Published 10:50 pm Tuesday, June 19, 2007
County right to oppose landfill plan
Getting in the middle of the affairs of another county is not a typical maneuver for our local commissioners.
So when the Escambia County Commission voted last week to oppose a landfill proposed for Conecuh County, their message - while largely symbolic - should have been heard loud and clear.
Our commissioners, while they unfortunately don't have an official say in whether Conecuh officials allow a 1,600-acre piece of property to be used as a landfill, showed concern for their own constituents as well as they entire region when they expressed their opinion about the project. And they have every right to - the landfill could affect the health not only of Conecuh residents but of Escambia residents as well.
The Conecuh landfill would be a huge venture - one that could receive garbage from across the country, not just Conecuh County and her neighbors.
Atmore City Council members have already said they oppose the project, as have several state and local economic development officials.
This landfill could jeopardize the health, quality of life and economic well-being of residents in south Alabama for years to come. The landfill would sit on at least one aquifer and sits near at least five others.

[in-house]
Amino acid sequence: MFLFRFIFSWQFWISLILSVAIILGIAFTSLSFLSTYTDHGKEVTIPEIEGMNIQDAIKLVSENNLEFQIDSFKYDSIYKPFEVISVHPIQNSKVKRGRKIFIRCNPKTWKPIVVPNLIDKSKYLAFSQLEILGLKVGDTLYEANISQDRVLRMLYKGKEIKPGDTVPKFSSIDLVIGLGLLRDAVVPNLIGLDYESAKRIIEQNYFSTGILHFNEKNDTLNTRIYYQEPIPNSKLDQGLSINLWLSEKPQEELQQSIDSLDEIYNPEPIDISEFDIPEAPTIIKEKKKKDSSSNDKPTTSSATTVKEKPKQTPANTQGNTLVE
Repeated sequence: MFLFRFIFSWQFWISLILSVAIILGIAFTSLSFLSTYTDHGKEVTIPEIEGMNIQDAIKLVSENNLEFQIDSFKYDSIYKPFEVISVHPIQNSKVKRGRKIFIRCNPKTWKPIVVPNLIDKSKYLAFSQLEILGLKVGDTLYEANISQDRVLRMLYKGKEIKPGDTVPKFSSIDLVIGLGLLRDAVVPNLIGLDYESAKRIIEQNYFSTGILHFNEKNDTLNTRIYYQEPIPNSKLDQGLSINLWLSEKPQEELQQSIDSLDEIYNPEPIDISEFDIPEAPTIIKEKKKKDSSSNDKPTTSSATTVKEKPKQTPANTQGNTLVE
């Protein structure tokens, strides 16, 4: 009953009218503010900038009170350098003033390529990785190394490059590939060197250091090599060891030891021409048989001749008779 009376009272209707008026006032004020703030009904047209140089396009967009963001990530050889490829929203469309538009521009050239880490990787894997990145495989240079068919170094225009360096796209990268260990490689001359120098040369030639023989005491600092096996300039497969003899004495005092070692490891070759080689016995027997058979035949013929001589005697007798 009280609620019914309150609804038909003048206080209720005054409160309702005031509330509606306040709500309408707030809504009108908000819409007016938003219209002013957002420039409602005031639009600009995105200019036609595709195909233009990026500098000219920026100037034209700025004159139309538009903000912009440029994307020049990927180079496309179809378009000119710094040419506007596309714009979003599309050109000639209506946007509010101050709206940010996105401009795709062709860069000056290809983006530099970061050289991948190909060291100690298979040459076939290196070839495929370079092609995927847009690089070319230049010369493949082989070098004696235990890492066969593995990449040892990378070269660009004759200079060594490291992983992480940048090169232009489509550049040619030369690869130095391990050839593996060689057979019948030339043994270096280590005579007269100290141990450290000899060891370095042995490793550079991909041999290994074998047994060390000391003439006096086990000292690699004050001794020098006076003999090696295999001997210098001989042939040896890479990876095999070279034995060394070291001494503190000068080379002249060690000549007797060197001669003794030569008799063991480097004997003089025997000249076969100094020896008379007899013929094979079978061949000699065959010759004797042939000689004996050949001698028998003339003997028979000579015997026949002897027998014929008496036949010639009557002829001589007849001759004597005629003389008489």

We can understand the temptation of Conecuh commissioners to approve the landfill project, considering the dollar signs that have been dangled in front of their eyes by developers.
But that money comes at such a steep price. We have a huge economic development project - ThyssenKrupp steel mill - moving into our region. Would spinoff industries and new residents want to be located near the largest landfill in the United States?
We doubt it.
Beyond the money, however, such a large landfill could pose huge health risks for residents in the area and for the thousands of residents served by the many aquifers in the region.
We hope that as the project moves forward, Conecuh commissioners weigh the benefits of the short-term financial gain against the cost of years of health and economic problems. We hope they make the right decision.